How to use the ILDA Test Pattern
is the correct use of the ILDA Test Pattern?
There are a number of parameters measured by the ILDA Test Pattern.
The most critical one for speed-related
issues is a circle that is drawn outside a square. As the scanner speed is turned up, the
scanner cant accurately track the circle, so the circle gets smaller. When the
circle is just touching the center of the squares sides, this indicates the
It is impossible to scan both fast and wide.
This is why the ILDA tuning standard also specifies the angle at which the test pattern is
scanned. For 30K-tuned scanners, this angle is "about 8 degrees optical
or less". (At 8 degrees, the width of
the test pattern is roughly 1/7th the scanner-to-screen distance).
Pangolin's specifies TrueK 50
scanners as meeting the ILDA requirement at 7 degrees.
In addition, there are other elements of the
test pattern which are important, such as having the circle be circular and not
Test pattern parameters The ILDA Test Pattern
measures many parameters. But the circle-in-the-square test is the most important for measuring scanner
speed. The projected circle must be touching the inner square's sides, as
shown at right. (On your computer monitor, the circle will
be outside the square as shown above.)
It is also important to specify
the scan angle. The larger the scan angle at which the scanner correctly
shows the circle-in-the-square test, the better.
Correct tuning The most important speed-related element is the
blue circle around the outside of the green inner square. The circle is carefully drawn. When the blue circle is just touching
the midpoint of the green square's sides, this is the correct,
Scanning too fast At too-fast speeds, the blue circle is inside the green square.
Scanning too slow At
too-slow speeds the blue circle is outside the green square as shown above.
What does it
mean when a system can show the ILDA Test Pattern? Just that it can be displayed, or that
it is displayed a certain way?
In the laser display industry, the ILDA Test Pattern is generally
recognized as the standard of comparison. A computer might be able to output the points in
the ILDA Test Pattern at 60,000 points per second (or more), and the scanner might show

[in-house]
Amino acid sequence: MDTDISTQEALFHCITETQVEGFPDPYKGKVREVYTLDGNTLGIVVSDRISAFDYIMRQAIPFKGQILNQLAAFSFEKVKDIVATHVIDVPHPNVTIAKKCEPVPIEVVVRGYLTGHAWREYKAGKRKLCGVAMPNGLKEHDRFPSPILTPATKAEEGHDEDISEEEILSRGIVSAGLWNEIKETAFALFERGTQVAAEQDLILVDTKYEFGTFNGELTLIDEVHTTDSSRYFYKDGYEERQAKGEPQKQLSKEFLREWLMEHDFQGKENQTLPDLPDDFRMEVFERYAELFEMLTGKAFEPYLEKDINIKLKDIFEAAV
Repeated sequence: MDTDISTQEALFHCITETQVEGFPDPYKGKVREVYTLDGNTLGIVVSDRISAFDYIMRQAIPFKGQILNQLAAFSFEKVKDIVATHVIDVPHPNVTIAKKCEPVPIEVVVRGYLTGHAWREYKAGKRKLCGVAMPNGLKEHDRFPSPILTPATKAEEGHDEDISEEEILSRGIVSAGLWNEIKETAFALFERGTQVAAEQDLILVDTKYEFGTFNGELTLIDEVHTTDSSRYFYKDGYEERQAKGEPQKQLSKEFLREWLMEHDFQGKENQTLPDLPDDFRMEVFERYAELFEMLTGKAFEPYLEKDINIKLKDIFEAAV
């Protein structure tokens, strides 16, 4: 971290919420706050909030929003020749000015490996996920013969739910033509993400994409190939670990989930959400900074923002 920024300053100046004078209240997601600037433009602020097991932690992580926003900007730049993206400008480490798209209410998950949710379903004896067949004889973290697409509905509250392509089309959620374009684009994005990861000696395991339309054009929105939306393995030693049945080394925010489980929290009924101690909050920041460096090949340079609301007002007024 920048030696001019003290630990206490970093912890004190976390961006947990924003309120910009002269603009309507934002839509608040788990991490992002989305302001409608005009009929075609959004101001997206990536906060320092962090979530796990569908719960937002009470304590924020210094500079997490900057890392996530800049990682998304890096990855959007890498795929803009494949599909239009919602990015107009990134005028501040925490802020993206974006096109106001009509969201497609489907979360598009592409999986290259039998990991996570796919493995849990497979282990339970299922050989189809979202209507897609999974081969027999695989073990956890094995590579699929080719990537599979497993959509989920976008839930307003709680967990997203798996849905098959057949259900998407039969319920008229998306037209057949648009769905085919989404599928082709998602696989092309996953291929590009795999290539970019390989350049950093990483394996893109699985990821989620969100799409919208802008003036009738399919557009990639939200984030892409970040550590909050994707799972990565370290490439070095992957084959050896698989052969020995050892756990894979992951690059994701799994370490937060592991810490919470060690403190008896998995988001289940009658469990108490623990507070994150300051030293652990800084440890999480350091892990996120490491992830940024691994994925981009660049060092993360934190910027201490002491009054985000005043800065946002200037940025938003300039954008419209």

most of the ILDA Test Pattern acceptably, but this is not sufficient -- some
of it is unacceptable.
If someone says "this scanner shows the
ILDA Test Pattern at such-and-such a speed and angle", laserists reasonably assume
that the scanner correctly shows all parts of the test pattern (unless
explicitly stated otherwise).
What is the difference between "60K pps" and "ILDA 60K
Saying "my scanner runs at 60K pps" means that it can show
something, at some scan angle, when a computer is outputting points at
This may be a true statement,
but it is meaningless. To be useful to laserists, statements about scanner
also indicate what images are being shown, at what scan
angle, and how well they are being reproduced.
Saying "my scanner
runs at ILDA 60K pps" tells the listener that "this
scanner can accurately reproduce all parts of the ILDA Test Pattern, including the circle
just touching the squares sides, when the test pattern is run at 60,000 points per
second at a scan angle of 8 degrees or less."
ILDA Test Pattern the best available?
The ILDA Test Pattern is an industry standard, and is the
most-agreed upon measure of scanner performance. So yes, it is the best commonly-available
Does the ILDA
Test Pattern accurately characterize scanner performance?
It has done so in the past. But one problem with the
circle-in-the-square test is that it measures scanner performance at only one point in the
scanners performance regime. This is like measuring a loudspeakers performance
by the accuracy at which it plays middle C. While helpful, it does not tell the whole
Measuring at one point has worked
so far because in the past the scanner performance curve has been similar at 12K, 30K and even
36K. If performance is known at one point, it can be inferred at most other points.
But new scanners or scanner amp tunings may
come out which change the shape of the curve. For this reason, it may be necessary for the
laser display industry to develop a consensus on new test patterns that give additional